Picking apart Pictures with Gary

Images. We’re about to spend a whole year looking at them. Dissecting them, mulling them over as intently as the most recent song your ex added to your joint playlist. This is Ad school; if there’s one thing we’re going to do is dissect Ads, and if we’re going to do it, we may as well do it well. This is the SCA. After all, they don’t call it the best Ad school in the world for nothing. 

This is where Graphic Design’s Gary Neil’s most recent class Thinking Visually, comes galloping in. Thinking Visually introduced us to a gorgeous tiered system of thinking that allows us to put words to elements of images, making it easier to dismantle them. By picking images apart, we can evaluate them to decide whether the image in front of us has found the most effective depiction of the message that the article/product/company the image is trying to convey. It’s an effective and time-efficient solution that allows us to be sure that the picture we’re creating is both captivating and worth all of our precious energy. So, with that information in mind, how do we go about identifying these bones for creating unexpected, compelling imagery? Well, it’s all built upon the following recipe.

In Gary’s expertise, graphic design is 70-80% thinking and 20-30% making. So, by all means, jot down your ideas, utilise that notebook, make it messy, play with it and allow it to flow – but if it all comes to you too easy, then don’t trust it. Pick it apart until you’re confident you’re onto something good. Your thinking and making should feed into the other’s flow, and when you need to be sure you’re on the right track, touch base with the project’s brief whenever possible. 

Now, once you get to the drawing, don’t just draw your ideas; draw them with these ingredients: Substitution, Inversion and Surrealism. 

Substitution is the art of replacing objects mindfully. For example, replacing the shadow of a man with the shadow of a wolf would read to us as ‘this man’s werewolf’. Or a furry. Depending on how deep into the internet you’ve dived.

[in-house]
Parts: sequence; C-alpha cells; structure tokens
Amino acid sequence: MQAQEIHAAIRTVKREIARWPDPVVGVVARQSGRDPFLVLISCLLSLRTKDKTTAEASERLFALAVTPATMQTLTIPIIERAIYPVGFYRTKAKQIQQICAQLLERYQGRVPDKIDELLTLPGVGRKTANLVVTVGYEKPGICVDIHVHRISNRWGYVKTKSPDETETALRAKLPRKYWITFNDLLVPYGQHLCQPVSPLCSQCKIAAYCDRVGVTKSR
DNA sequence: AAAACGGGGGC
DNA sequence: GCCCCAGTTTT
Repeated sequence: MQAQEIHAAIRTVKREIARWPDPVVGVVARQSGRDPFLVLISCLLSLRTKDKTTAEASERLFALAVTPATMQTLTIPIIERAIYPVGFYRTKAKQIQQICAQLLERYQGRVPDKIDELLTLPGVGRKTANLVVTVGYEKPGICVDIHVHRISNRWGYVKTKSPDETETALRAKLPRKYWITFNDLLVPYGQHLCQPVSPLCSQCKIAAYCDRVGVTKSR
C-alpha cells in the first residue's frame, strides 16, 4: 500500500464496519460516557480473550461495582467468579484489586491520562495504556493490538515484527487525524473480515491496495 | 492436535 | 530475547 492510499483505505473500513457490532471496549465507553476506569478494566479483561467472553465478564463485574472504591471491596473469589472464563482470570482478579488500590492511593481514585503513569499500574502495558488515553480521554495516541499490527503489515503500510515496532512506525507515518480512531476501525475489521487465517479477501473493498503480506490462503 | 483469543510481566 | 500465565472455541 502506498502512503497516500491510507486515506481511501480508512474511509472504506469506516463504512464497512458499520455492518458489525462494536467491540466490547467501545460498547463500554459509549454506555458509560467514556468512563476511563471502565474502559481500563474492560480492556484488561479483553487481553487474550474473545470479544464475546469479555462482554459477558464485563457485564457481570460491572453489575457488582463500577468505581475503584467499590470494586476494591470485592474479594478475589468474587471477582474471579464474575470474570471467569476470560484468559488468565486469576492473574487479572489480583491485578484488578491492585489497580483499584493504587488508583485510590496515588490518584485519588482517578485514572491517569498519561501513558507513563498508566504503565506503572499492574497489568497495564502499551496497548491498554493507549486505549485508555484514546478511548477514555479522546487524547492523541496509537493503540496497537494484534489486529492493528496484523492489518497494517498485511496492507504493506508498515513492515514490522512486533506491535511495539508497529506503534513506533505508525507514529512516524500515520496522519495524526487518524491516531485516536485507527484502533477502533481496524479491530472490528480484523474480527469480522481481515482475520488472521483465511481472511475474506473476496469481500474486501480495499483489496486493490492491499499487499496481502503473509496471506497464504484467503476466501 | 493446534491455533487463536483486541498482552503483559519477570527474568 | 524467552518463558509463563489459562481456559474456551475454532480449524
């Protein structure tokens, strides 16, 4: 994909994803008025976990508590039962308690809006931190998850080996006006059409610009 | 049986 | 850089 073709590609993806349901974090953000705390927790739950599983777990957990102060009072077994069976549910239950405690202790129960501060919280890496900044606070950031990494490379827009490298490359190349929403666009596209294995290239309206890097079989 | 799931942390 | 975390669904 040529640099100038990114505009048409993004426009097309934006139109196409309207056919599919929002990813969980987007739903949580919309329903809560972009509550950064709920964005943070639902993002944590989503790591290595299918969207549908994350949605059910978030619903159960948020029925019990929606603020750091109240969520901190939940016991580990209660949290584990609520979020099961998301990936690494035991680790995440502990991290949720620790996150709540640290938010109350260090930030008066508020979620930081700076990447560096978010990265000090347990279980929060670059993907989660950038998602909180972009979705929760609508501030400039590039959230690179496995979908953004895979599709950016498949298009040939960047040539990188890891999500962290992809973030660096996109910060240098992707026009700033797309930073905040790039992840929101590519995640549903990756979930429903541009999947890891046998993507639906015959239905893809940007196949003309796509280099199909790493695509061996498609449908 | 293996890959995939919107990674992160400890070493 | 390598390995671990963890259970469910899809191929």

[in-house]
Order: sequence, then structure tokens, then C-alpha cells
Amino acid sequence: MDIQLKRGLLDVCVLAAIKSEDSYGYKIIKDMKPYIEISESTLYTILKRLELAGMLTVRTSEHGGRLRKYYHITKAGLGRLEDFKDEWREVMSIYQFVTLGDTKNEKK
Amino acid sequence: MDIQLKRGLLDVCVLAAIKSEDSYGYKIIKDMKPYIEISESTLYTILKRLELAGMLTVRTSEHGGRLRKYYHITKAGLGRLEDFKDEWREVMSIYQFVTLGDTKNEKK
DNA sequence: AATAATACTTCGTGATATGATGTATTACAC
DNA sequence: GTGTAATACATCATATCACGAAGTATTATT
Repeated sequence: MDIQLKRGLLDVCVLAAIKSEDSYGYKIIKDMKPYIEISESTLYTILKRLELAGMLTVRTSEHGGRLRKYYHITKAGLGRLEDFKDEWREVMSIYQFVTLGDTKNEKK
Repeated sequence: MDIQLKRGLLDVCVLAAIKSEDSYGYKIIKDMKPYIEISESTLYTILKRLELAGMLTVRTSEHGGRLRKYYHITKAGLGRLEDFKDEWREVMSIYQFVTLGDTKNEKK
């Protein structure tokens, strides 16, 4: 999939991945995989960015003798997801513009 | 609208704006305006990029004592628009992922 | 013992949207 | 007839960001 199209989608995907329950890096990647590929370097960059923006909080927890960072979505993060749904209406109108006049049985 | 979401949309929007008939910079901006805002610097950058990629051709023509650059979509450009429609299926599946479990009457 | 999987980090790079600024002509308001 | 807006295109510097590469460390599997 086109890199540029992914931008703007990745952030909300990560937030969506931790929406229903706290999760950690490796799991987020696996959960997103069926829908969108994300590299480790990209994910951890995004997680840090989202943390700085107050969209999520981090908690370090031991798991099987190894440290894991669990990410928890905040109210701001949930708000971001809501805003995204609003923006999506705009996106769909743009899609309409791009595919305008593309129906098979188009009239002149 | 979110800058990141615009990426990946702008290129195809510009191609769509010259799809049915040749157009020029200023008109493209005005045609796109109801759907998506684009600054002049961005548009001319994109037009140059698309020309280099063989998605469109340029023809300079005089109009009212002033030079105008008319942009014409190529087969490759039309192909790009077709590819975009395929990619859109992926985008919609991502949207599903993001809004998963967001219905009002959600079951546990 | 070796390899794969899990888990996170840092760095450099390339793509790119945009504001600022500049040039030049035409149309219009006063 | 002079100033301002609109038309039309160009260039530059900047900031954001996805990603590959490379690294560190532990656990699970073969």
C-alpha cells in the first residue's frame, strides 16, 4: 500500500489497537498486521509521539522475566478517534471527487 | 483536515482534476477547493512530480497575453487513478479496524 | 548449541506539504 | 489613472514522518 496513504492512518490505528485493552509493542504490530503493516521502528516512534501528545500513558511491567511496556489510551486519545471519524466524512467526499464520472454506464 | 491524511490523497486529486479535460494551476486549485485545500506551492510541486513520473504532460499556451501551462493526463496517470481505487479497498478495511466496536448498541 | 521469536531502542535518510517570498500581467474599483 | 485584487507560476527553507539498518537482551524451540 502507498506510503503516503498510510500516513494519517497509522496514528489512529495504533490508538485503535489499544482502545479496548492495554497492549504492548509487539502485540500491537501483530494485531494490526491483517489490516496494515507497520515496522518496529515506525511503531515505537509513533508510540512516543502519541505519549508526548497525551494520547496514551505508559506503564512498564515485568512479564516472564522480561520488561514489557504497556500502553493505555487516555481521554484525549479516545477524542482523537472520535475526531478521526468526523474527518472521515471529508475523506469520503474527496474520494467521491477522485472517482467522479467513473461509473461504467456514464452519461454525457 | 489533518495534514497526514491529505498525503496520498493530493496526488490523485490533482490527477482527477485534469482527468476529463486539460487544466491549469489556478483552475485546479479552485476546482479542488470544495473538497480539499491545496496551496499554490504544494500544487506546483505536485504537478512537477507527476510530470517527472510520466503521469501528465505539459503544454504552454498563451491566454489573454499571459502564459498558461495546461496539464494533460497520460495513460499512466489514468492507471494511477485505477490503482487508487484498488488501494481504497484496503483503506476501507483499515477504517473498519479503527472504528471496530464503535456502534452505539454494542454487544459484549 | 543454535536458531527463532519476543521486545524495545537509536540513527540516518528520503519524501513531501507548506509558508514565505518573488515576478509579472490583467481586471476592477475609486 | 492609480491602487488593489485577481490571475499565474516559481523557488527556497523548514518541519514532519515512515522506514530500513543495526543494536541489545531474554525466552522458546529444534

Inversion is when a relationship between an object or person you expect to see has been turned on its head, such as a bull standing in the middle of a perfectly maintained china shop or flowers blooming in the snow.

Surrealism is, as the name suggests, surreal. It utilises unreal imagery allowing curiosity to act as its hook. An example would be someone swimming through tall grass or Gary’s own instance of a dog digging through tarmac. Creating an image that could never exist makes the idea more sticky in the viewer’s brain.

Each one of these ingredients will certainly lead you to a different variation of your juicy idea. Even the use of just one of them may suit your grand plan best. Or maybe you’ll combine two of them, or three of them! Go crazy; just be on brief.

Thinking Visually has become one of my favourite classes so far. A recipe for creativity may sound somewhat restrictive, but I’ve found it freeing to have some options laid before me instead of shouting out into the void for inspiration. As a creative person, too much openness can lead to indecision. It is methodical creativity that will help you produce work you’re proud of when working in an environment such as advertising that is ultimately as reliant on turnaround as it is on quality. A little structure allows you to take that all too daunting first step a little more sure-footedly.


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